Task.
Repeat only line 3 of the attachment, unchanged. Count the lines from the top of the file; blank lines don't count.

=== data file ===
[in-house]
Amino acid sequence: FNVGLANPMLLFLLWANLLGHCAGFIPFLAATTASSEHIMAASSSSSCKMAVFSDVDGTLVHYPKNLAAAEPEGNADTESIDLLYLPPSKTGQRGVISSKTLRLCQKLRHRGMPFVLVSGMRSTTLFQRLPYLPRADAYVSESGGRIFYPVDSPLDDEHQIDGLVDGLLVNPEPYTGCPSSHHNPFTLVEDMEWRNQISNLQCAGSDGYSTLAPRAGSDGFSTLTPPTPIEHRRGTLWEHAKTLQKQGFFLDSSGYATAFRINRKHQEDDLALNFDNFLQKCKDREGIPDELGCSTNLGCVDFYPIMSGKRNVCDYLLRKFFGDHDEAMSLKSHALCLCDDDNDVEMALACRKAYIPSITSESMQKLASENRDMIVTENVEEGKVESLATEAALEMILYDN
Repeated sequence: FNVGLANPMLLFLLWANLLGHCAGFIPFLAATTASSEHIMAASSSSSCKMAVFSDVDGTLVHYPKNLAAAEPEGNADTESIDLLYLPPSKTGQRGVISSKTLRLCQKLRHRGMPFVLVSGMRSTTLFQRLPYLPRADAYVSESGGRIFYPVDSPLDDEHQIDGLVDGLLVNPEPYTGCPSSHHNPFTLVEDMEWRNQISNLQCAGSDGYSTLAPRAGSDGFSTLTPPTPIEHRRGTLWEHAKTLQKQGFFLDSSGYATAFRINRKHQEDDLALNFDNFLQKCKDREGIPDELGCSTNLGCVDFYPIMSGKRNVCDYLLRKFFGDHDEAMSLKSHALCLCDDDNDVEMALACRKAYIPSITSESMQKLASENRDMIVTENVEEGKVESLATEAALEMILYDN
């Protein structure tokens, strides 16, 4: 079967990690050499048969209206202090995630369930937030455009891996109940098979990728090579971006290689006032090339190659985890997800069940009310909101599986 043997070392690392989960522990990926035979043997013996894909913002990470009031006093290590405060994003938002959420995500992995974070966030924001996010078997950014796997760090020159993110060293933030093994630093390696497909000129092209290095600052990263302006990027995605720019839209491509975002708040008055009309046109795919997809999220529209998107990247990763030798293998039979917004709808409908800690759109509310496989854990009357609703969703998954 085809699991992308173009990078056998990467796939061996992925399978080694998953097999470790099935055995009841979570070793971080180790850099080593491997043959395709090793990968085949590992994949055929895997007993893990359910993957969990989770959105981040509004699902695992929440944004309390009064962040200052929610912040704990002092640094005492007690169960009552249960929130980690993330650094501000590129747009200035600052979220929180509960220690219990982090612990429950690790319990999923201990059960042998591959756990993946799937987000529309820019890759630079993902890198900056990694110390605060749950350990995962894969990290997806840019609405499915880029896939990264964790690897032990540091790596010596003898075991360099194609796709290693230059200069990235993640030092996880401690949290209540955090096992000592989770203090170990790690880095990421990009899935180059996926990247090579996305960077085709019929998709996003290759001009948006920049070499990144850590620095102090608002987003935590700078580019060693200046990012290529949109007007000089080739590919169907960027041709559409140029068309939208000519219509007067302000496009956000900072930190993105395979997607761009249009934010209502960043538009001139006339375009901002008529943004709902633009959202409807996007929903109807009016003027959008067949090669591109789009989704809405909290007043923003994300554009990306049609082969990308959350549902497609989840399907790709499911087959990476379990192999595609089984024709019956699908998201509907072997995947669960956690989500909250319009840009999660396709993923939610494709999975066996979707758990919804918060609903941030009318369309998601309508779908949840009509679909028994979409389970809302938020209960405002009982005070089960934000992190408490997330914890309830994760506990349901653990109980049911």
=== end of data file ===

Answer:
Repeated sequence: FNVGLANPMLLFLLWANLLGHCAGFIPFLAATTASSEHIMAASSSSSCKMAVFSDVDGTLVHYPKNLAAAEPEGNADTESIDLLYLPPSKTGQRGVISSKTLRLCQKLRHRGMPFVLVSGMRSTTLFQRLPYLPRADAYVSESGGRIFYPVDSPLDDEHQIDGLVDGLLVNPEPYTGCPSSHHNPFTLVEDMEWRNQISNLQCAGSDGYSTLAPRAGSDGFSTLTPPTPIEHRRGTLWEHAKTLQKQGFFLDSSGYATAFRINRKHQEDDLALNFDNFLQKCKDREGIPDELGCSTNLGCVDFYPIMSGKRNVCDYLLRKFFGDHDEAMSLKSHALCLCDDDNDVEMALACRKAYIPSITSESMQKLASENRDMIVTENVEEGKVESLATEAALEMILYDN